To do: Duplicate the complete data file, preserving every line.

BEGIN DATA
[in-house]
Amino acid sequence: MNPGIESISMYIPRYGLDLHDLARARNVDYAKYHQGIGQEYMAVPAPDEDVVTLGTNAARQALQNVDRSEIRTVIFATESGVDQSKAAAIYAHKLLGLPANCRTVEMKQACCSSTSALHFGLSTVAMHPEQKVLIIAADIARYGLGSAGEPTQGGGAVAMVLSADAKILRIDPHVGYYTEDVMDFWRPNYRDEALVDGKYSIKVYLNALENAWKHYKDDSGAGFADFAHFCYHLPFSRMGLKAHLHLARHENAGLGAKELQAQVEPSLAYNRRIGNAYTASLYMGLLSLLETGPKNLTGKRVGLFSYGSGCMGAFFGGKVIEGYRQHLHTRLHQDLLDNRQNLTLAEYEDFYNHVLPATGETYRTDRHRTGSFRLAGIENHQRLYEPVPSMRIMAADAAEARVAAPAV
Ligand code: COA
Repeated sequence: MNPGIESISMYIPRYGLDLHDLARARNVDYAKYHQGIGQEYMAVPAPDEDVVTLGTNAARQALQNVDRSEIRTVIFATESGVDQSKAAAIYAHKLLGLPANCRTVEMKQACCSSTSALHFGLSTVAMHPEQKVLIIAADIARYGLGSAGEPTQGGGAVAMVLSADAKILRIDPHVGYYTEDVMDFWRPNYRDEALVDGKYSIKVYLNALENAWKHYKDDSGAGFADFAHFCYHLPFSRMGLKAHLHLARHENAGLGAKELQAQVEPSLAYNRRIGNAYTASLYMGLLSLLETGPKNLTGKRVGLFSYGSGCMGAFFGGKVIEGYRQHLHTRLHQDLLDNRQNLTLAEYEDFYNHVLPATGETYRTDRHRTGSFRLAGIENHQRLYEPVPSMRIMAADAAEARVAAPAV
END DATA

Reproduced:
[in-house]
Amino acid sequence: MNPGIESISMYIPRYGLDLHDLARARNVDYAKYHQGIGQEYMAVPAPDEDVVTLGTNAARQALQNVDRSEIRTVIFATESGVDQSKAAAIYAHKLLGLPANCRTVEMKQACCSSTSALHFGLSTVAMHPEQKVLIIAADIARYGLGSAGEPTQGGGAVAMVLSADAKILRIDPHVGYYTEDVMDFWRPNYRDEALVDGKYSIKVYLNALENAWKHYKDDSGAGFADFAHFCYHLPFSRMGLKAHLHLARHENAGLGAKELQAQVEPSLAYNRRIGNAYTASLYMGLLSLLETGPKNLTGKRVGLFSYGSGCMGAFFGGKVIEGYRQHLHTRLHQDLLDNRQNLTLAEYEDFYNHVLPATGETYRTDRHRTGSFRLAGIENHQRLYEPVPSMRIMAADAAEARVAAPAV
Ligand code: COA
Repeated sequence: MNPGIESISMYIPRYGLDLHDLARARNVDYAKYHQGIGQEYMAVPAPDEDVVTLGTNAARQALQNVDRSEIRTVIFATESGVDQSKAAAIYAHKLLGLPANCRTVEMKQACCSSTSALHFGLSTVAMHPEQKVLIIAADIARYGLGSAGEPTQGGGAVAMVLSADAKILRIDPHVGYYTEDVMDFWRPNYRDEALVDGKYSIKVYLNALENAWKHYKDDSGAGFADFAHFCYHLPFSRMGLKAHLHLARHENAGLGAKELQAQVEPSLAYNRRIGNAYTASLYMGLLSLLETGPKNLTGKRVGLFSYGSGCMGAFFGGKVIEGYRQHLHTRLHQDLLDNRQNLTLAEYEDFYNHVLPATGETYRTDRHRTGSFRLAGIENHQRLYEPVPSMRIMAADAAEARVAAPAV